It is such a compelling legal fiction that it has its own celebrated poem, as well as a Latin maxim: Cuius est solum, ejus est usque ad coelum et usque ad inferos, literally, “Whoever holds land holds it all the way to the heavens and all the way to Hell.” As William Empson puts it in “Legal Fiction,” his 1928 poem inspired by the principle, “the law makes long spokes of the short stakes of men.”
The maxim is often said to originate with the 13th-century scholar of Roman law, Accursius, although Yehuda Abramovitch traces it to pre-Christian times among Jews, in contracts for real property. He gives an example of a contract in England, in 1280, conveying lands between Jews “from the depth of the earth to the height of the sky.” Possibly racial prejudice has obscured this Jewish provenance in Anglo-Canadian law.
Since the nineteenth century, at least, the fiction has never enjoyed this extensive application, such that sometimes it is more cautiously styled a presumption. Even in 1870, the English judge George Denman described it as a “technical rule,” albeit while finding a defendant liable in trespass because his horse bit and kicked his landlord’s mare (violated the landlord’s “air rights”) through a fence separating the two properties. Its scope has drastically been whittled down further by technological development – particularly communications infrastructure (utility poles and the like) and aviation.* At this writing, the widespread popularity of “drone” aircraft, now readily accessible to peeping Toms and break-and-enter specialists, has reinvigorated the debate as to “how low you can go” in the insistence on air and attendant privacy rights. Drones do not simply move briefly through air space like passenger jets or satellites (or bullets: see the next paragraph); they customarily hover like their namesake bees.
As early as 1815, Lord Ellenborough proved prescient about these developments in a case asking whether, in nailing a barber’s sign to the side of his premises, Rudd trespassed on Pickering’s land where the sign projected over it:
I once had occasion to rule upon the circuit that a man who, from the outside of a field, discharged a gun into it, so that the shot must have struck the soil, was guilty of breaking and entering it. . . . But I am by no means prepared to say that firing across a field in vacuo, no part of the contents touching it, amounts to a clausum fregit [i.e., a trespass]. Nay, if this board overhanging the plaintiff’s garden be a trespass, it would follow that an aeronaut is liable to an action of trespass at the suit of the occupier of every field over which the balloon passes in the course of his voyage.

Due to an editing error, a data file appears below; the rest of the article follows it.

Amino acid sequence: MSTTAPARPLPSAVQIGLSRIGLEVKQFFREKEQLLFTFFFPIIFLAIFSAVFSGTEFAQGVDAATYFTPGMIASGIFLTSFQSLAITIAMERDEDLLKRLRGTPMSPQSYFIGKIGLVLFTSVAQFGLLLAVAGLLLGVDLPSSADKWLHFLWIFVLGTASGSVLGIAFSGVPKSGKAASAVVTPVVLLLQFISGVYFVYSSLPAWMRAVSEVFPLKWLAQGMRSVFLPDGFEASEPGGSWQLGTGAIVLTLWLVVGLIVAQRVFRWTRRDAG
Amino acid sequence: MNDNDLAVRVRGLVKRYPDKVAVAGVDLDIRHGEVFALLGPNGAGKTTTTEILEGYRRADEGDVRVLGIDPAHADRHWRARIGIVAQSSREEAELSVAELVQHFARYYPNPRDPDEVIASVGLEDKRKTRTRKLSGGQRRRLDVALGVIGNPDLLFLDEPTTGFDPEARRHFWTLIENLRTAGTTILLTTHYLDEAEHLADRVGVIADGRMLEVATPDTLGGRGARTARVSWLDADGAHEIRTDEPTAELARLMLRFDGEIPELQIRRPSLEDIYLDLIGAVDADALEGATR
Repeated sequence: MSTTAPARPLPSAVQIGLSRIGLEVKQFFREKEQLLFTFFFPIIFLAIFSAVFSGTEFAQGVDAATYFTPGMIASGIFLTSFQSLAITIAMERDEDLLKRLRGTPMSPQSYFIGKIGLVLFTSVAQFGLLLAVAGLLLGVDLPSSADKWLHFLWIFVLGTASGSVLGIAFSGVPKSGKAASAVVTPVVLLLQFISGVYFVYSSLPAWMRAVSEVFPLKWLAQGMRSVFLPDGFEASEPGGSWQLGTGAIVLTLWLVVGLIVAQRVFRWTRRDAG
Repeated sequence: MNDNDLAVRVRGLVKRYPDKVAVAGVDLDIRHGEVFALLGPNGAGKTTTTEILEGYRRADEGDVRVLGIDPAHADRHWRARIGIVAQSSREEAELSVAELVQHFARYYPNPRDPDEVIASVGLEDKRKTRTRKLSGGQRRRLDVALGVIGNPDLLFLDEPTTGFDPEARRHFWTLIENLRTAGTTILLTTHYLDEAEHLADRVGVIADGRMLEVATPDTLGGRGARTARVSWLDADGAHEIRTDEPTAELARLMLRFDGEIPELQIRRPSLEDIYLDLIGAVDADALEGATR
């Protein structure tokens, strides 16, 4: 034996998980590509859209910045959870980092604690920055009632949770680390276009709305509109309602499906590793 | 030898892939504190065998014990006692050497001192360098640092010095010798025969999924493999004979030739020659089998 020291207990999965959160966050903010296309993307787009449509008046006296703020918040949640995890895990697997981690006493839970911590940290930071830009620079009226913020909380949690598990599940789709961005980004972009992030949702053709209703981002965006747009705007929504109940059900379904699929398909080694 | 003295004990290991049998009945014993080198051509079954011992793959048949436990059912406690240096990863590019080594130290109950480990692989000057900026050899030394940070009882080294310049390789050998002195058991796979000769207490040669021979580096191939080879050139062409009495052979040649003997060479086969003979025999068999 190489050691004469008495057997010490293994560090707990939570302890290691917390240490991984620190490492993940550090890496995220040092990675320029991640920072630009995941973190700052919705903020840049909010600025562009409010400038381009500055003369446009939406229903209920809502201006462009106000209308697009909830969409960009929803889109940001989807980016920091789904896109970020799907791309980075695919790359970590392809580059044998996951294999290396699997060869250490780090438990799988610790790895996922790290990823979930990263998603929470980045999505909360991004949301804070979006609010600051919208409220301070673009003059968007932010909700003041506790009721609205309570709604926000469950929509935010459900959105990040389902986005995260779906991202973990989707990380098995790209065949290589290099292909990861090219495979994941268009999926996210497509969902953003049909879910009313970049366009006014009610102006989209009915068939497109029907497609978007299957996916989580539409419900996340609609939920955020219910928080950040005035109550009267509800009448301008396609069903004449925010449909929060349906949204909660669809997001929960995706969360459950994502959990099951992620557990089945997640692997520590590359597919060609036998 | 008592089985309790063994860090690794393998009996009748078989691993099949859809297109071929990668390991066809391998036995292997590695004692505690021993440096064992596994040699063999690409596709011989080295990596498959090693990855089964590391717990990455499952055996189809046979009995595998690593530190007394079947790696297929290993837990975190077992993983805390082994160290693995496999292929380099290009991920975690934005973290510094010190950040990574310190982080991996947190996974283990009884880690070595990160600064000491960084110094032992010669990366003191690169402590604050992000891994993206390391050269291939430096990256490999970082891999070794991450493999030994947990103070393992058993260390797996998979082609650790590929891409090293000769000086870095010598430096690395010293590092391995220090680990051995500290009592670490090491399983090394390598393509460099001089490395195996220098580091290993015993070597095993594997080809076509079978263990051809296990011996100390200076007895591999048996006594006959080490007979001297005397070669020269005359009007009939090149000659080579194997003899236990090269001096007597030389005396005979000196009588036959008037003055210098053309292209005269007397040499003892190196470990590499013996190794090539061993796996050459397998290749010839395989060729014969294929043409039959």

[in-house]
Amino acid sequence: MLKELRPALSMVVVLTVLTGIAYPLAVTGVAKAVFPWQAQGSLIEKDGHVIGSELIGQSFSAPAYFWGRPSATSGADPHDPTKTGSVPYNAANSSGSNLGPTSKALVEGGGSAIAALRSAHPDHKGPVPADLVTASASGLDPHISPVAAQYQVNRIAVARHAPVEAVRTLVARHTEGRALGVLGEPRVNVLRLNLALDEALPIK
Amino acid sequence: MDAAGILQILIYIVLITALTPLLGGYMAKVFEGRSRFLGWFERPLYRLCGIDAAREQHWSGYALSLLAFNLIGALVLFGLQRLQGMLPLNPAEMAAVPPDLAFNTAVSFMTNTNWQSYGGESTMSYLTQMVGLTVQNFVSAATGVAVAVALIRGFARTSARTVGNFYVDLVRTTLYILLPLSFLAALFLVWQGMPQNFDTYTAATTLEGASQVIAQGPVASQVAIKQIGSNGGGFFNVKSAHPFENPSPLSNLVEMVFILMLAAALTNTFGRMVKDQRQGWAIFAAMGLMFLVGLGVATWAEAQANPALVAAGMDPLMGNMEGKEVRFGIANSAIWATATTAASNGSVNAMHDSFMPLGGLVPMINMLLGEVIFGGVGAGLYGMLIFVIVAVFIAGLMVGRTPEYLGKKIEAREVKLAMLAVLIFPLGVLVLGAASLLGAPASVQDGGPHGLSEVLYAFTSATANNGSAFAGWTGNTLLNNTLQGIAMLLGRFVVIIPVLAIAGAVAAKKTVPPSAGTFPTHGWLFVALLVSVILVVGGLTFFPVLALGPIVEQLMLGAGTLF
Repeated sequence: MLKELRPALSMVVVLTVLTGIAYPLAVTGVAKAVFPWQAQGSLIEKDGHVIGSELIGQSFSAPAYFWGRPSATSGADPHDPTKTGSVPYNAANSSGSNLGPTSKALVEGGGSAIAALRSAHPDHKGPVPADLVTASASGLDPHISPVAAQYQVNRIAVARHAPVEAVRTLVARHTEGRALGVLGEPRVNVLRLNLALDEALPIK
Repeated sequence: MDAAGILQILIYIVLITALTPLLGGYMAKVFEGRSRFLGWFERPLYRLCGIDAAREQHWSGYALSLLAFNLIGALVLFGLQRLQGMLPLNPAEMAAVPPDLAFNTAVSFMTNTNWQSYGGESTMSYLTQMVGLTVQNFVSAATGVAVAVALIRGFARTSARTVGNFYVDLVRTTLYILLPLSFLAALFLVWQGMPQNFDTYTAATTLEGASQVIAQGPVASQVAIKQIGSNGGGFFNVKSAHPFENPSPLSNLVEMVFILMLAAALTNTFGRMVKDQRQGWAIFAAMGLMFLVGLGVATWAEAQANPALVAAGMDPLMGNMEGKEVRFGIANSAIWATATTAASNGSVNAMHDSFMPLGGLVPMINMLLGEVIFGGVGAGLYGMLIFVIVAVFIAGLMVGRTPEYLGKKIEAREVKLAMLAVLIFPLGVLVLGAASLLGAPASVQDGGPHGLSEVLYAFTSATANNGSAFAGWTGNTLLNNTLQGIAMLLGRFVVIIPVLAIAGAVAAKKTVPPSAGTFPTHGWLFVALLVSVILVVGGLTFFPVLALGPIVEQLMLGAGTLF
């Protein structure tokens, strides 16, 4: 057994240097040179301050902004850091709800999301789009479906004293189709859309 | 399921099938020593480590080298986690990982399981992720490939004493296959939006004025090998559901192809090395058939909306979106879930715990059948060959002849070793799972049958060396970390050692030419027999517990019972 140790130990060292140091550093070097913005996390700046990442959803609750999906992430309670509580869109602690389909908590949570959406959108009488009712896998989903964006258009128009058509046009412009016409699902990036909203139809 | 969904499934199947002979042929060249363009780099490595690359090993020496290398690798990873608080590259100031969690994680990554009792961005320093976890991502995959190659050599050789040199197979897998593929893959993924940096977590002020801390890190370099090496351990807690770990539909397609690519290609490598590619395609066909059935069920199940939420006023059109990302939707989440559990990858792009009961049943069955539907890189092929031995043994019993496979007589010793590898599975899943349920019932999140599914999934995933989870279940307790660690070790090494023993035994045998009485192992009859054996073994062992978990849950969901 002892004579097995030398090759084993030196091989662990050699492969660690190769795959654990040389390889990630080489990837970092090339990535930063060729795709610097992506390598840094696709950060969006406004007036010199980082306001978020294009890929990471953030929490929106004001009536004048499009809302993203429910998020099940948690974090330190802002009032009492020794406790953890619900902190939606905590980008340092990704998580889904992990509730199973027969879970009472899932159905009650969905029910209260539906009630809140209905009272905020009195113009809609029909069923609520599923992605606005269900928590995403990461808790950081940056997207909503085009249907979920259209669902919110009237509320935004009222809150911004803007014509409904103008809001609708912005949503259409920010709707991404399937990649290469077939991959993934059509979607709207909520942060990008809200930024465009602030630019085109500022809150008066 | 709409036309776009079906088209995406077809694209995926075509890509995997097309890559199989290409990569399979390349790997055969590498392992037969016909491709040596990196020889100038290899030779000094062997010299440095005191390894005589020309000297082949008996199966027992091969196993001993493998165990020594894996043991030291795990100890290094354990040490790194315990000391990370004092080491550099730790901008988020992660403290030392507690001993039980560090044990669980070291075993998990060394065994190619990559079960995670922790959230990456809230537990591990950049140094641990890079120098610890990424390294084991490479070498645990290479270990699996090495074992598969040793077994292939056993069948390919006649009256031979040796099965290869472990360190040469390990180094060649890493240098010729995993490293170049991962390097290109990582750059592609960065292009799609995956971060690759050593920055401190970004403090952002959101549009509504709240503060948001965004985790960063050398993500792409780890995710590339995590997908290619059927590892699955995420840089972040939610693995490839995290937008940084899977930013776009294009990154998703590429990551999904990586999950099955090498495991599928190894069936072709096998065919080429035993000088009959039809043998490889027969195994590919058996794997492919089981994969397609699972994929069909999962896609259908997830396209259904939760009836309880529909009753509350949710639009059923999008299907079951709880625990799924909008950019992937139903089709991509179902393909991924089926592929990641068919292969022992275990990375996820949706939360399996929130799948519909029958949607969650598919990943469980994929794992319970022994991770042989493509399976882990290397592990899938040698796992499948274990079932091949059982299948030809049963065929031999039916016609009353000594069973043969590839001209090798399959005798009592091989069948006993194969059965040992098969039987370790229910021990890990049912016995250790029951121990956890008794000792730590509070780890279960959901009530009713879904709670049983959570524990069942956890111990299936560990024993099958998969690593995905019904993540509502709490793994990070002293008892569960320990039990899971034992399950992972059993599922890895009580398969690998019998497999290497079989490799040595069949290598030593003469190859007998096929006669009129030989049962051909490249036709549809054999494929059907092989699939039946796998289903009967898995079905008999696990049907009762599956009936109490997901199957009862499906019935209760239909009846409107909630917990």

Then, too, for some time there have been such considerations as occupier-owned apartments stacked atop one another in multi-storey buildings. How does Blackacre own everything above her when Whiteacre occupies 301, Greenacre 401, and so on?
As for drones, Sir Frederick Pollock proved visionary there, in his 1887 treatise on torts: “At Common Law it would clearly be a trespass to fly over another man’s land at a level within the height of ordinary buildings, and it might be a nuisance to hover over the land even at a greater height.”
Yet the maxim’s claim seems so extravagant – godlike – that Empson was moved to deflate it in his poem, concluding that such a “well fenced out real estate of mind” is, in the end, a mere candle’s shadow lit by human vanity – an arrogant pretext that we really own anything of nature’s empire, that we can just magic up our short stakes into long spokes.
* The statutory minimum cruising altitude generally for “aeroplanes [is] 1,000 feet above the highest obstacle located within a horizontal distance of 2,000 feet from the aeroplane.” Bemusingly, when Manitoba purported to tax airlines for liquor they sold while flying through the province’s airspace, the Supreme Court of Canada shot down the scheme: Manitoba v. Air Canada,  2 SCR 303.
Primary sources for this post (adapted from my forthcoming encyclopedia of legal fictions and presumptions, and constructive, deemed, and implied entities): Yehuda Abramovitch, “The Maxim ‘Cujus Est Solum Ejus Usque Ad Coelum’ as Applied in Aviation,” McGill L.J. 8:4 at 251; Stuart Ball, “The Vertical Extent of Ownership in Land” (1928), U. of Pennsylvania Law Rev., 76:6; Canadian Aviation Regulations; Ellis v. Loftus Iron Co. (1874) L.R. 10 C.P. 214; Pickering v. Rudd (1815), 4 Camp. 219; Troy A. Rule, “Airspace in an Age of Drones,” Boston U. Law Rev. (2015), 95:155 at 155-208.
For more on the Empson poem, see my The Structures of Law and Literature.